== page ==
|Janos Hunyadi puts himself about|
The battle has some resemblances to a couple we have played in the legendary wargames room over the years. Firstly, it occurred during a crusade and, just like their predecessors three centuries earlier, the crusader commanders seem to have been totally inept at manoeuvring their armies. On November 10th, 1444 they found themselves with their backs to the Black Sea, Lake Varda on their left flank and the impassable Franken Hills blocking the way to their right. The only way home was straight ahead, which was why the Ottomans had placed their army there and built a fortified camp. Secondly, at one point Sultan Murad II was apparently on the verge of doing a Frederick and making a run for it leaving his army behind; unlike the Prussian flautist he stayed put and, perhaps as a result, never became 'the Great'.
|The view from the Franken Hills|
Having quoted my sources - such as they are - I had better say that I have discounted much of what they write. I take the view that the forces were fairly evenly balanced, with the crusaders claim of being outnumbered three, or even five, to one being by way of an excuse for losing. I also don't believe the assertion in Bianchi's book that Vlad Dracul (the Impaler's father) commanded the Wallachians.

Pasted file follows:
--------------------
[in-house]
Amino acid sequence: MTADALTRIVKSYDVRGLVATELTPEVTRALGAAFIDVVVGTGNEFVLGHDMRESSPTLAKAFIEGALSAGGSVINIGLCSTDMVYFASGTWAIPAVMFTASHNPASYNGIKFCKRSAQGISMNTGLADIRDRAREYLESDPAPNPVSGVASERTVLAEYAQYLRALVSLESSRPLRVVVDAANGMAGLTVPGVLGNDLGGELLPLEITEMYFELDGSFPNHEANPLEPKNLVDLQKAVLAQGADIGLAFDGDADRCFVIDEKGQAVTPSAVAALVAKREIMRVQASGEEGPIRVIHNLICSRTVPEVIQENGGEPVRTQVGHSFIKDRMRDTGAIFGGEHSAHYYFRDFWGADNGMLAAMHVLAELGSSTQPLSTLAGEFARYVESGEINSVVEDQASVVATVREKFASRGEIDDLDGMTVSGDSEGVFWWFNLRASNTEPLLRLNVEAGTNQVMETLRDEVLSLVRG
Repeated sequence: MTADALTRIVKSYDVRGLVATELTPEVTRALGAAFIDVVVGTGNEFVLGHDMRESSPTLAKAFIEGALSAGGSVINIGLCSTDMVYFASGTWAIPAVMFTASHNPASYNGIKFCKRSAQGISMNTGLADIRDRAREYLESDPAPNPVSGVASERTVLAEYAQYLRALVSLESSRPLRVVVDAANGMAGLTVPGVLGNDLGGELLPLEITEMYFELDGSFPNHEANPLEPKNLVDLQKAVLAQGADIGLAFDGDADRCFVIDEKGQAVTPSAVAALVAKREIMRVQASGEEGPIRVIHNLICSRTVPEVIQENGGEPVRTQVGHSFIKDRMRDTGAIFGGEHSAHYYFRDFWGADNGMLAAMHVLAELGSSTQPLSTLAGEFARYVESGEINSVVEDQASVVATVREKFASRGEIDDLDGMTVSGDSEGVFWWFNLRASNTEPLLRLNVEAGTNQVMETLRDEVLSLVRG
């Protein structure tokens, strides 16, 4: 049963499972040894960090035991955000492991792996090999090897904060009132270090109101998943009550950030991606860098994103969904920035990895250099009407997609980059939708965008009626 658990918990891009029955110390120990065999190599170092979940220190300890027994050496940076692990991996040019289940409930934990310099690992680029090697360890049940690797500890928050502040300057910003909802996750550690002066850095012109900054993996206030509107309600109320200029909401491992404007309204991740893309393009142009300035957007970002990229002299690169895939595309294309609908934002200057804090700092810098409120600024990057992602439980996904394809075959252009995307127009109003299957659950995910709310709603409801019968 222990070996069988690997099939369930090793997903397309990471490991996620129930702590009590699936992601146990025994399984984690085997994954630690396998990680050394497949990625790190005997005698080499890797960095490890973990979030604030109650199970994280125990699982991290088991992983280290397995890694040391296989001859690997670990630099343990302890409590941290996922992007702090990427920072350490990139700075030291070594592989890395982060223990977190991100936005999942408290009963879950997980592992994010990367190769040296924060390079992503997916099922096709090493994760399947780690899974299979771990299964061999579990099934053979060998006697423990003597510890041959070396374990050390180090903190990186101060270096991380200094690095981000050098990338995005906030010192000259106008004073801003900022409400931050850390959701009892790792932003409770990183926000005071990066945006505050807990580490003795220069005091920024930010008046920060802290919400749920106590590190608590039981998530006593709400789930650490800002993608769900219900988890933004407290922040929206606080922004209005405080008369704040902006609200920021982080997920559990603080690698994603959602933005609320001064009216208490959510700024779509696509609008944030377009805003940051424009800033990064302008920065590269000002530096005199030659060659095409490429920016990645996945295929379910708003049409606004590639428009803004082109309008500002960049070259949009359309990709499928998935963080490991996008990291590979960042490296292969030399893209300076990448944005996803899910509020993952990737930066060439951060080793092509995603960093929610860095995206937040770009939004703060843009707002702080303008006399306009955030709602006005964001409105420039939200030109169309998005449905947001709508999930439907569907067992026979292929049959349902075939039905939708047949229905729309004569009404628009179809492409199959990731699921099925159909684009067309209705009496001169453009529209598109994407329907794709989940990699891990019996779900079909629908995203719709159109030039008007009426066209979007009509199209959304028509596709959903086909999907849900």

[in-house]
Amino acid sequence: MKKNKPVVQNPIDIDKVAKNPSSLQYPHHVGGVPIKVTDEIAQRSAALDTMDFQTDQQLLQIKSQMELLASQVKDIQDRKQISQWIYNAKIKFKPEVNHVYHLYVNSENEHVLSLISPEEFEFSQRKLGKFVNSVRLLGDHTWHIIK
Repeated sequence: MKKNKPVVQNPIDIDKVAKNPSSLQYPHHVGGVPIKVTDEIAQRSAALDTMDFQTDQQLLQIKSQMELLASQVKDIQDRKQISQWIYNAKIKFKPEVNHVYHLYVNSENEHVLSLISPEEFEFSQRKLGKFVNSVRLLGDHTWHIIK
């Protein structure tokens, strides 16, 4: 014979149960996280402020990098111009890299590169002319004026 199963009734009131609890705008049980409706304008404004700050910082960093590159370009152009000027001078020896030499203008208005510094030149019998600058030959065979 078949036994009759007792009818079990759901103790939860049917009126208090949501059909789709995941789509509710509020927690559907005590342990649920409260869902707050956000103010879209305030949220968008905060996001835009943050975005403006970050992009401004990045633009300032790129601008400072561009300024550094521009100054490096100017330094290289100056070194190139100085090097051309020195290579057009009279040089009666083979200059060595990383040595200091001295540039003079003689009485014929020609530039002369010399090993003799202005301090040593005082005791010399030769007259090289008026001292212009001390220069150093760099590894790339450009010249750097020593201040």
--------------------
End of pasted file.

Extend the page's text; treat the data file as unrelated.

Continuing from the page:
The letters behind each unit are there to distinguish commands, while the numbers represent the base saving throw of the unit. White beads indicate lances, green beads are heroes, and in due course red beads will be hits. I may, or as so often may not, have a play through solo to see what happens, but there will certainly be a couple of changes. At the moment Zizka is standing in for Hunyadi, but Black's book has a Hunyadi standard and I have a mountain of unpainted plastic so I shall knock out a command stand for him. I also need a couple more stands of horse archers. Apart from that - and as long as one can cope with WotR hobilars as Wallachian light horse - we're good to go.